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See also: Coto and cotó

Contents

Eastern Huasteca NahuatlEdit

EtymologyEdit

Possibly from Spanish algodón

NounEdit

coto

  1. shirt.

GalicianEdit

Etymology 1Edit

From a pre-Roman substrate of Iberia *cŏtto-, probably from Proto-Celtic *kotto-, meaning "old" and hence either "grown" or "bent".[1][2][3] Cognate with Asturian cueto.

PronunciationEdit

  • IPA(key): /ˈkoto̝/, /ˈkɔto̝/

NounEdit

coto m (plural cotos)

  1. peak (the top, or one of the tops, of a hill, mountain, or range)
    Synonyms: bico, outeiro, penedo, pico
Derived termsEdit

Etymology 2Edit

Unknown. Compare toco.

PronunciationEdit

  • IPA(key): /ˈkoto̝/, /ˈkɔto̝/

NounEdit

coto m (plural cotos, feminine cota, feminine plural cotas)

  1. stump (of a tree or plant)
    Synonyms: cepo, cotón, couce, cozo, toco, trocho
  2. stump (of an extremity)
    Synonym: toco
Derived termsEdit

AdjectiveEdit

coto m (feminine singular cota, masculine plural cotos, feminine plural cotas)

  1. maimed; mutilated
    Synonyms: fanado, mutilado

ReferencesEdit

  • coto” in Dicionario de Dicionarios da lingua galega, SLI - ILGA 2006-2013.
  • coto” in Tesouro informatizado da lingua galega. Santiago: ILG.
  • coto” in Tesouro informatizado da lingua galega. Santiago: ILG.
  • coto” in Álvarez, Rosario (coord.): Tesouro do léxico patrimonial galego e portugués, Santiago de Compostela: Instituto da Lingua Galega.
  1. ^ García Trabazo, José Virgilio (2016), “Prelatin Toponymy of Asturies: a critical review in a historical-comparative perspective”, in Lletres Asturianes[1], issue 115, retrieved 14 June 2018, pages 51-71.
  2. ^ Matasović, Ranko (2009) Etymological Dictionary of Proto-Celtic (Leiden Indo-European Etymological Dictionary Series; 9), Leiden: Brill, ISBN 978-90-04-17336-1, page 218-219.
  3. ^ Coromines, Joan; Pascual, José A. (1991–1997). Diccionario crítico etimológico castellano e hispánico. Madrid: Gredos, s.v. cueto.

ItalianEdit

PronunciationEdit

  • IPA(key): /ˈkɔ.to/
  • Hyphenation: cò‧to

Etymology 1Edit

From the archaic verb coitare (to think).

NounEdit

coto m (plural coti)

  1. (obsolete) thought, opinion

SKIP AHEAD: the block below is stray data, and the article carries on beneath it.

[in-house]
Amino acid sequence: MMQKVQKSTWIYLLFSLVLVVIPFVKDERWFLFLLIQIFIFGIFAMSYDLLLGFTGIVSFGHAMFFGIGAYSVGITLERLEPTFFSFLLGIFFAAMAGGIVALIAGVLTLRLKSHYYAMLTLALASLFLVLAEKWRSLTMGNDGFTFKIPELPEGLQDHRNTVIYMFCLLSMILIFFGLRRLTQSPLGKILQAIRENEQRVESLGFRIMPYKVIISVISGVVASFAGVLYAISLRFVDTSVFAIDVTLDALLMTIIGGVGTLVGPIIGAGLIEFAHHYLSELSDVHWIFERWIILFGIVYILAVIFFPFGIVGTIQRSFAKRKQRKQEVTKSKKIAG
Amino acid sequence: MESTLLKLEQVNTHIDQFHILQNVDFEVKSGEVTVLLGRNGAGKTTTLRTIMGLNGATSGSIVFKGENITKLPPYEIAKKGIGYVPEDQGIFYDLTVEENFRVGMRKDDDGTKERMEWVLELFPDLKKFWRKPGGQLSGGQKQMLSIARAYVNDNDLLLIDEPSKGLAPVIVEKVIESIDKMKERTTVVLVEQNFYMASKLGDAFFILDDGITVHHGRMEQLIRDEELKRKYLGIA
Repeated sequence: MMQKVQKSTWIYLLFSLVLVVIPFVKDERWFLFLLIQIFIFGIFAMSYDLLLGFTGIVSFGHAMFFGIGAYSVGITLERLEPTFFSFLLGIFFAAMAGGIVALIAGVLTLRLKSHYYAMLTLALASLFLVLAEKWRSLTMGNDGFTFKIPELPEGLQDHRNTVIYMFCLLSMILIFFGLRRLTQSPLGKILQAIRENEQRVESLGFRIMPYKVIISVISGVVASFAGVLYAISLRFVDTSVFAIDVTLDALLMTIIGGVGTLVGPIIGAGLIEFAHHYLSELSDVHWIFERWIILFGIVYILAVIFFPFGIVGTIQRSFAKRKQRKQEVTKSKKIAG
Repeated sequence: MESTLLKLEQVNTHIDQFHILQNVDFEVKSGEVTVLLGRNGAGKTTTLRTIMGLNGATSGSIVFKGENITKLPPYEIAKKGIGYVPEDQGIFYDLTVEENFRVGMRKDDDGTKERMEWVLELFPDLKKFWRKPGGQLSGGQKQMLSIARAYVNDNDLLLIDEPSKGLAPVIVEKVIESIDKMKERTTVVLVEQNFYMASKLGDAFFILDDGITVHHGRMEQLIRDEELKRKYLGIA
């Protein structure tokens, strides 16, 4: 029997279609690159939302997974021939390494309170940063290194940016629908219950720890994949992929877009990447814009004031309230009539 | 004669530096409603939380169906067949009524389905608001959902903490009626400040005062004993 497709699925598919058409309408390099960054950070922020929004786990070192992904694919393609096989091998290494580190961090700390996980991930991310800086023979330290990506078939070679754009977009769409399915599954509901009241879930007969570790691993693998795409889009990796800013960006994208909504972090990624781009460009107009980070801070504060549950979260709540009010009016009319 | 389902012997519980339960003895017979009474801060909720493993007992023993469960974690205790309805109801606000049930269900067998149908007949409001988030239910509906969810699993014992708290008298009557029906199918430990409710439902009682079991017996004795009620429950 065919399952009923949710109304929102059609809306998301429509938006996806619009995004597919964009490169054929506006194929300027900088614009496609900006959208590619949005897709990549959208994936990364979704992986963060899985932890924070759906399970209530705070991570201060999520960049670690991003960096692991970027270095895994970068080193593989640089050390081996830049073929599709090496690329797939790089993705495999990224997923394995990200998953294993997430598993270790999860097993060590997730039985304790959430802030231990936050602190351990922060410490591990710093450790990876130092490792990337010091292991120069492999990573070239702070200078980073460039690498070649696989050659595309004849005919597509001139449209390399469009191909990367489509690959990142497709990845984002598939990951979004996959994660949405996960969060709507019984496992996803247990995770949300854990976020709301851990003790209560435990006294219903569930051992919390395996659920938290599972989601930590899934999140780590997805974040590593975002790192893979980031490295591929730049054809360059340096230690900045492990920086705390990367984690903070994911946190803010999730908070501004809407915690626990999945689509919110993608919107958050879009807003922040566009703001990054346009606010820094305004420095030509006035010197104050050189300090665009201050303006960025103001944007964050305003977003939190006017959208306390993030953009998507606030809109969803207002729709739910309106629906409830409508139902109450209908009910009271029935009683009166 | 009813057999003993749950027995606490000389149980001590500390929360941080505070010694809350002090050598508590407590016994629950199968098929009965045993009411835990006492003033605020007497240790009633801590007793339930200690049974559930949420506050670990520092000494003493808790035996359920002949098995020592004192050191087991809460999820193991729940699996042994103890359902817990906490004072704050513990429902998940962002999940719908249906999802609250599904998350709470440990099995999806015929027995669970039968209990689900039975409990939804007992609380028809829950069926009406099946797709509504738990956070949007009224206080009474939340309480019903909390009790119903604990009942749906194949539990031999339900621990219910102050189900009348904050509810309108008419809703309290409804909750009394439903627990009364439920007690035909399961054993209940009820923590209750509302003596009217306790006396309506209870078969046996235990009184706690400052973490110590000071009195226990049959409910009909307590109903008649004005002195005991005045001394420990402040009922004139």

• 1321, Dante Alighieri, La divina commedia: Inferno [The Divine Comedy: Hell] (paperback), 12th edition, Le Monnier, published 1994, Canto XXXI, lines 76–78, page 459–460:
      Poi disse a me: «Elli stessi s'accusa; ¶ questi è Nembrotto, per lo cui mal coto ¶ pur un linguaggio nel mondo non s'usa. [] »
      Then said to me: "He doth himself accuse; ¶ this one is Nimrod, by whose evil thought ¶ one language in the world is not still used."
    Synonyms: pensiero, giudizio

Etymology 2Edit

Borrowed from Spanish coto, of Tupian origin.

NounEdit

coto m (plural coti)

  1. (botany) The plant Aniba coto.

ReferencesEdit

  • coto1 in Treccani.it – Vocabolario Treccani on line, Istituto dell'Enciclopedia Italiana
  • coto2 in Treccani.it – Vocabolario Treccani on line, Istituto dell'Enciclopedia Italiana

Mecayapan NahuatlEdit

EtymologyEdit

This etymology is incomplete. You can help Wiktionary by elaborating on the origins of this term.

AdjectiveEdit

coto

  1. having a cleft lip

NounEdit

coto

  1. a person with a cleft lip

ReferencesEdit

  • Wolgemuth, Carl et al. (2002) Diccionario náhuatl de los municipios de Mecayapan y Tatahuicapan de Juárez, Veracruz[2] (in Spanish), second electronic edition, Instituto Lingüístico de Verano, A.C., page 29

PortugueseEdit

VerbEdit

coto

  1. first-person singular (eu) present indicative of cotar

SpanishEdit

PronunciationEdit

  • IPA(key): /ˈkoto/, [ˈkot̪o]
  • Hyphenation: co‧to

Etymology 1Edit

From Latin cautus (safe, secure).

NounEdit

coto m (plural cotos)

  1. enclosed area of land
  2. landmark
  3. wildlife preserve; land preserve
  4. limit, boundary
  5. howler monkey
    Synonyms: cotomono, araguato, carayá, mono aullador
  6. (obsolete) mandate

Derived termsEdit

Etymology 2Edit

From New Latin cottus, from Ancient Greek κόττος (kóttos).

NounEdit

coto m (plural cotos)

  1. sculpin (fish)

Etymology 3Edit

Borrowed from Quechua koto (mumps, goiter).

NounEdit

coto m (plural cotos)

  1. (Latin America) goitre

SynonymsEdit

Further readingEdit